Opinion: Too many Cooks spoil the ODI broth

It looks as if Alastair Cook has claimed another victim. This time it is Alex Hales who is going to sit out of the warm up games against Sri Lanka A this week, if reports in the Daily Mail are to be believed.

The top three are set to be Cook, Ian Bell and Moeen Ali. There will be talk of Hales making way to get Moeen into the team, but that just isn't the case. The reason that Hales has been dropped is because they need to make room for Cook.

As we have been told since the tour to Australia, which saw England lose 12 out of 13 games against their oldest enemy, Cook is the past, present and future of English cricket. After all, he has the right family.

Since the Champions Trophy where England were a brain fart away from winning their first ICC event, Alastair Cook has led his side 14 times. They have lost series to Australia, India and Sri Lanka in that time.

Cook has gone past fifty on one occasion, with a high score of 56. He has not scored many runs, and he hasn't done it quickly. There are very few people that would consider Cook as one of the first choice openers in One Day cricket, unfortunately all of them seem to be England selectors.

Since February of last year, when the review of the winter disasters absolved Cook of any blame and anointed him as the favoured son of English cricket for the duration, it has been clear that he would be leading England to the World Cup.

That is despite him losing both of this summer's One Day series, with the team struggling and Cook finding scoring runs hard, let alone at a pace that set things in motion for a big total. Cook is captain, and even if England lose all seven matches in Sri Lanka that will remain the case.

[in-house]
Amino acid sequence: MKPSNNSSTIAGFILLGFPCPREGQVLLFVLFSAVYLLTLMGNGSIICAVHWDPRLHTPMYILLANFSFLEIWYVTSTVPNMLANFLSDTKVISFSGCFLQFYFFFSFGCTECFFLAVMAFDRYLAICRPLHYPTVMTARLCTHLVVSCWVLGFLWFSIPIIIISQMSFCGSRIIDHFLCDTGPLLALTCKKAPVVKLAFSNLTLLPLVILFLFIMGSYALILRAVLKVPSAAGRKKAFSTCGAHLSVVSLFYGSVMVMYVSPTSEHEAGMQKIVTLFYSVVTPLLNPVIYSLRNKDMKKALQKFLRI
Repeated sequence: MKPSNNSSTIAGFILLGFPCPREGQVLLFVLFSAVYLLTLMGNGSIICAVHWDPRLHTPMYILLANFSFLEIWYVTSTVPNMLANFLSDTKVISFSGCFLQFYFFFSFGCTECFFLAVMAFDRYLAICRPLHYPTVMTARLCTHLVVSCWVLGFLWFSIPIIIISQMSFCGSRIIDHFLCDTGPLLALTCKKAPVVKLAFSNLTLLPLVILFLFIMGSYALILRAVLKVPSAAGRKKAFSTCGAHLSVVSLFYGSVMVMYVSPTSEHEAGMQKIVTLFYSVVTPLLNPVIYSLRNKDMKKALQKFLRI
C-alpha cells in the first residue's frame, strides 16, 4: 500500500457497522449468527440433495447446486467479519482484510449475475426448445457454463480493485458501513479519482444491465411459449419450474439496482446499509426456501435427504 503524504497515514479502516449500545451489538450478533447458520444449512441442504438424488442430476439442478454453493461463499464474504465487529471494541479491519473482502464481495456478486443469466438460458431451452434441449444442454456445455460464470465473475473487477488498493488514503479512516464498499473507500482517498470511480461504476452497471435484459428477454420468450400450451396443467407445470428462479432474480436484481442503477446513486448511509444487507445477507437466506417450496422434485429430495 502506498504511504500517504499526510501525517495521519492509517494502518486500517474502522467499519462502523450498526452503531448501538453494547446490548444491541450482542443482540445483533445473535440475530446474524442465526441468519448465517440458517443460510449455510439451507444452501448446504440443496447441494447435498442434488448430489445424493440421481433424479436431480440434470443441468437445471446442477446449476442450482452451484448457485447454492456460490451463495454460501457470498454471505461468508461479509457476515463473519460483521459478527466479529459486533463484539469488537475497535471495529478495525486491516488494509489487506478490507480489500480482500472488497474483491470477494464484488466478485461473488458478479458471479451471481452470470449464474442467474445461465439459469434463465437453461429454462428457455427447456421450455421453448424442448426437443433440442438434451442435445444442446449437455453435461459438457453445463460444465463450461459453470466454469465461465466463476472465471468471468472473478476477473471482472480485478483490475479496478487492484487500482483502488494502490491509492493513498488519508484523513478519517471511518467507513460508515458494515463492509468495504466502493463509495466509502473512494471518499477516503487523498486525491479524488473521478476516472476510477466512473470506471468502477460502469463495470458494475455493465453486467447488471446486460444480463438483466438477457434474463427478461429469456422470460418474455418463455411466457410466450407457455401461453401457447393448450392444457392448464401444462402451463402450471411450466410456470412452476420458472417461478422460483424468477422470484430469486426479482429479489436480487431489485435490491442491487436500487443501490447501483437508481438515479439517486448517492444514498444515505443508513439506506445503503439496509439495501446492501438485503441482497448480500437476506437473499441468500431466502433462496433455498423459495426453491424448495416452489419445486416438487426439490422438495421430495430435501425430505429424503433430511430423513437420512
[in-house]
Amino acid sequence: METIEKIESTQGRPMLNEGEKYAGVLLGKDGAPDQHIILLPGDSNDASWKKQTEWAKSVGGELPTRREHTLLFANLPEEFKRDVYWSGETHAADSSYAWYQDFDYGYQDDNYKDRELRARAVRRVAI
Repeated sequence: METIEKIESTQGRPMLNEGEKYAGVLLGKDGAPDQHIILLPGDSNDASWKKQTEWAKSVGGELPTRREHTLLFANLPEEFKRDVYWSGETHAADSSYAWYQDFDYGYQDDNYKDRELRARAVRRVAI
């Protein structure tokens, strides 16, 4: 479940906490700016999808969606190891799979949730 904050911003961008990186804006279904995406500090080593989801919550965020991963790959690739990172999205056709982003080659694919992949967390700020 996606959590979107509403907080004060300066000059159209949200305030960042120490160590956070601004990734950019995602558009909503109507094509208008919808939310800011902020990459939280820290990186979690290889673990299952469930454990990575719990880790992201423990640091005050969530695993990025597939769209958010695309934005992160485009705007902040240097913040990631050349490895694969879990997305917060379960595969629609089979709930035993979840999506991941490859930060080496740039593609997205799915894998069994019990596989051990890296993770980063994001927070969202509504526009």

Hales did not do brilliantly against India. In the rarefied air of international cricket it did not take the Indian bowlers long to work out that a full in-swinging delivery was Hales' Kryptonite. Although the Nottinghamshire batsman didn't help himself by getting out twice top edging sweep shots.

The point is that it is rare for a player to start brilliantly in a new form of international cricket. Hales was good enough to be selected, he is good enough to be persevered with.

In all of the comments to the press since arriving in Asia England's players have talked of 'intent', 'being explosive' and the importance of 'aggression'. After all this talk of going hard at opponents, England have dropped their most attacking top order batsman to give a place to Cook.

If England are going to play Cook then it is hard to see how there is a place for Ian Bell. There needs to be more than one pace at the top of the order, it is phenomenal that as we near 2015 and the 11th edition of the World Cup that the England selectors don't seem to understand that.

Perhaps it is too late in the day to expect England to change their approach, but they are saying they understand that their current method isn't working.

The difficulty for England is not only that it is hard to start mixing it up so close to the World Cup, but also the games that they have left are few and on the wrong continent. They are playing seven matches on slow, low Sri Lanka pitches in rainy season to prepare for fast, seaming surfaces in Australia and New Zealand.

England have had four years to prepare for this World Cup. The dates and location were decided even further back. Yet again we are just months away and England have no idea of their best team, they are unclear on their bowling strategy, and they are no closer to having a settled batting line up.

All too often in recent times the public protestation of the England set up have jarred with what they actually do. The talk of aggression while dropping the man brought in at the top of the order to add impetus is yet another example.

England's chances of even competing at this World Cup have been sacrificed to give Cook a place in this side. There are any number of players in the county game or even in the England squad that would make more sense than Cook. In fact, one of them is Alex Hales.

Peter Miller